For instance, let us suppose for a moment that applicability ascends rapidly; that abortion declines due to declining fertility, fear of AIDS, etc.; and that Congress or the courts declare that a person's body is their own to sell, including all fetal tissues. In that scenario, the value of fetal parts might well exceed their weight in gold. And though it may stretch or imagination somewhat, it is not improbable that a form of "temple prostitution" will re-assert itself in the temples of Molech. That is, certifiably healthy males and females could consent to reproduction solely for profit (the temple of Mammon) perhaps with a form of nature worship or biotechnical Darwinism thrown in (the temple of Baal) so that the "ethical" dimension will not be ignored or the press be ever so slightly unfavorable. In such a case, ordinary medical practitioners will probably be reimbursed as they are today -- little for cognitive services, a great deal of complex procedures. Those who merely prescribe insulin will be left far behind economically speaking, in comparison with those who are offering naive beta cells from the fetal pancreas. The latter will be a part of a new health care team consisting of full or part-time prostitutes, transplant surgeons, abortionists, immunologists, and so on, not to mention the nurses, receptionists, administrators, and public relations experts who will function as well-paid and well-protected pimps in this application. The temptation to join in this lucrative process will be strong.

On the other hand, should there be wide applicability, tissue shortage, and a ban on marketing (as applies today to blood and other tissue transplants, all of which are voluntary and uncompensated by law) then the whole prostitution process may have to go underground. In either case, if ethics continues to be advertised as purely a private matter, the medical profession need answer to no one. The term "ethical" then reverts to the status of language in general as revealed by Lewis Carroll's Humpty Dumpty, who theory of linguistics is summarized by the statement, "A word means just what I choose it to mean..."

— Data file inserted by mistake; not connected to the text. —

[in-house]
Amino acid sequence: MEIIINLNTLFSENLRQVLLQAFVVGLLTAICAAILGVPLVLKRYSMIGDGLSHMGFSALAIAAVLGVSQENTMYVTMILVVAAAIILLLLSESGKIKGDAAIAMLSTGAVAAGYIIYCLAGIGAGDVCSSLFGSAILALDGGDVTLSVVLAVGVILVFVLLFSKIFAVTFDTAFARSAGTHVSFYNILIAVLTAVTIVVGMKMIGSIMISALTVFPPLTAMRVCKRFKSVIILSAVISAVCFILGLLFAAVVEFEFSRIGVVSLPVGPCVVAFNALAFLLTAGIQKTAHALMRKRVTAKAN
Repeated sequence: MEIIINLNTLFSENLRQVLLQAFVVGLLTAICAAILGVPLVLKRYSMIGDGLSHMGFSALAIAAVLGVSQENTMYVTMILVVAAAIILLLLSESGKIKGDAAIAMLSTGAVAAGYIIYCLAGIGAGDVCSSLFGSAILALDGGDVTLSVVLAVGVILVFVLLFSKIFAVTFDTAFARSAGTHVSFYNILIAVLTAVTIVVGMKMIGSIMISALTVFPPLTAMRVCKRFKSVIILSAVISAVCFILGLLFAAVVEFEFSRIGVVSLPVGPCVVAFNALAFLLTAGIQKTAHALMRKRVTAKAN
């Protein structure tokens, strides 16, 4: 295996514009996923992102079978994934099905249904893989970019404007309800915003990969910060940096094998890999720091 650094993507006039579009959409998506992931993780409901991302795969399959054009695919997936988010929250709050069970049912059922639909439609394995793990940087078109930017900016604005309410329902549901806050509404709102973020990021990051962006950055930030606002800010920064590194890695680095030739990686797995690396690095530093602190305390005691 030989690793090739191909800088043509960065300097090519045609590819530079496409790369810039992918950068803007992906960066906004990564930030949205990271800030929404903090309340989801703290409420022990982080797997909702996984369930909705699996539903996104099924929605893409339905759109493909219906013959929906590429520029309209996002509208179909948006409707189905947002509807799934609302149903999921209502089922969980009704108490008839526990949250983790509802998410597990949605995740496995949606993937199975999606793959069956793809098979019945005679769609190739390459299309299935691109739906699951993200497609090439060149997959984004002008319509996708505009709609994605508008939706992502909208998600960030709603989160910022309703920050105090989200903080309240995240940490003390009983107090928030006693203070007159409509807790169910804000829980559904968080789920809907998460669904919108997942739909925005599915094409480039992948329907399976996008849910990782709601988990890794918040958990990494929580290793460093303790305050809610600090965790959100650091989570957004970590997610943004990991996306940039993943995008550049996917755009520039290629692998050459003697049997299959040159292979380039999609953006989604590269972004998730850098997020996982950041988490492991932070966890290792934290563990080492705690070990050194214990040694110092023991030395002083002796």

Let us suppose, however, that contraceptive technology stagnates, and there is a glut of available organs, or fetal cell lines are developed that can retain desirable qualities such as endocrinological potency or immunological insensitivity, for long periods of time in vitro. In this case, the prostitutional aspects will be negligible, but a well-established, highly respected abortion/transplantation industry will become part of our cultural and medical landscape. The same would be true if applicability turned out to be very narrow. Then, unless it fails altogether, it will still provide the Pro-choice movement with enticing rhetoric stating that society needs these fetal "donors" just as much as we need blood donors.